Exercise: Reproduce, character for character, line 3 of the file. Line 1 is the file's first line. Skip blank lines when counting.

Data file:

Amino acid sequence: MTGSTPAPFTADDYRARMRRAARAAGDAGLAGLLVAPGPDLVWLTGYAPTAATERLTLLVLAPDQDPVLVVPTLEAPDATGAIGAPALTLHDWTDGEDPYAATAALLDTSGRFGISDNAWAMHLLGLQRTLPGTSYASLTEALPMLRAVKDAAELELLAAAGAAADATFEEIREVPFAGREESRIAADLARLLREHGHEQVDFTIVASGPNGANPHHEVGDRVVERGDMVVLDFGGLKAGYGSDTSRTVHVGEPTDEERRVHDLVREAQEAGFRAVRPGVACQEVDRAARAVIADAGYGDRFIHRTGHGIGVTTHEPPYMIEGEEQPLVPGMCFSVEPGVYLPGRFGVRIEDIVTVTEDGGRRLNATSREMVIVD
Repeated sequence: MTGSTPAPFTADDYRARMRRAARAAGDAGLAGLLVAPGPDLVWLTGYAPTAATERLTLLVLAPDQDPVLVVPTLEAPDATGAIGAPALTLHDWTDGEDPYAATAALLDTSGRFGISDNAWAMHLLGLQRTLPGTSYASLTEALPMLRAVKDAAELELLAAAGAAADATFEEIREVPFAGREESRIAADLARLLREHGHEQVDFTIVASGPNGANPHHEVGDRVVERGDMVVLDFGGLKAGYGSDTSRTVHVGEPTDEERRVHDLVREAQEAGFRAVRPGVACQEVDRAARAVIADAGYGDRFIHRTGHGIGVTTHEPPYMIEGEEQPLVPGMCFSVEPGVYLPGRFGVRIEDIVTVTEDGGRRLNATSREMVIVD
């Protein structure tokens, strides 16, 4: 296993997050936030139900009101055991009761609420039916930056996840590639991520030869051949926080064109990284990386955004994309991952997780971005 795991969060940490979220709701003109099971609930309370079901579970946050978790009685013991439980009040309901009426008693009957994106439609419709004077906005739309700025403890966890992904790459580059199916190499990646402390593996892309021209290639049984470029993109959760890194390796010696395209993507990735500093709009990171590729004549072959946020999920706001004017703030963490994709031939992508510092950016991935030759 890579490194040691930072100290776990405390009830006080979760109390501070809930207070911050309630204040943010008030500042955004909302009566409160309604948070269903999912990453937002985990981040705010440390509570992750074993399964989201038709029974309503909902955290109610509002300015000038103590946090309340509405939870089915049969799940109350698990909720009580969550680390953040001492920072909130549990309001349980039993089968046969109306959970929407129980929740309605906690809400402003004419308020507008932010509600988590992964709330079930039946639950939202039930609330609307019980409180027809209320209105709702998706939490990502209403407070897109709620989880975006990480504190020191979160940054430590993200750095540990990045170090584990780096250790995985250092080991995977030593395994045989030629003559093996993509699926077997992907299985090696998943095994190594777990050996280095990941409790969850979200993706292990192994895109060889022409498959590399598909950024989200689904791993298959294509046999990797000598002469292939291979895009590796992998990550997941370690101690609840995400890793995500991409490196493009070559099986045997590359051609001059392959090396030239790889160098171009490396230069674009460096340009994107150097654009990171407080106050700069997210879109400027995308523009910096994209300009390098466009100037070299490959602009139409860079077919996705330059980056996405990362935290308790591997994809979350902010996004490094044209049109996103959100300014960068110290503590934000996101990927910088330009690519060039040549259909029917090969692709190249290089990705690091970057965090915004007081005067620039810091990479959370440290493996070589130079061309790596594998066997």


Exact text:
């Protein structure tokens, strides 16, 4: 296993997050936030139900009101055991009761609420039916930056996840590639991520030869051949926080064109990284990386955004994309991952997780971005 795991969060940490979220709701003109099971609930309370079901579970946050978790009685013991439980009040309901009426008693009957994106439609419709004077906005739309700025403890966890992904790459580059199916190499990646402390593996892309021209290639049984470029993109959760890194390796010696395209993507990735500093709009990171590729004549072959946020999920706001004017703030963490994709031939992508510092950016991935030759 890579490194040691930072100290776990405390009830006080979760109390501070809930207070911050309630204040943010008030500042955004909302009566409160309604948070269903999912990453937002985990981040705010440390509570992750074993399964989201038709029974309503909902955290109610509002300015000038103590946090309340509405939870089915049969799940109350698990909720009580969550680390953040001492920072909130549990309001349980039993089968046969109306959970929407129980929740309605906690809400402003004419308020507008932010509600988590992964709330079930039946639950939202039930609330609307019980409180027809209320209105709702998706939490990502209403407070897109709620989880975006990480504190020191979160940054430590993200750095540990990045170090584990780096250790995985250092080991995977030593395994045989030629003559093996993509699926077997992907299985090696998943095994190594777990050996280095990941409790969850979200993706292990192994895109060889022409498959590399598909950024989200689904791993298959294509046999990797000598002469292939291979895009590796992998990550997941370690101690609840995400890793995500991409490196493009070559099986045997590359051609001059392959090396030239790889160098171009490396230069674009460096340009994107150097654009990171407080106050700069997210879109400027995308523009910096994209300009390098466009100037070299490959602009139409860079077919996705330059980056996405990362935290308790591997994809979350902010996004490094044209049109996103959100300014960068110290503590934000996101990927910088330009690519060039040549259909029917090969692709190249290089990705690091970057965090915004007081005067620039810091990479959370440290493996070589130079061309790596594998066997």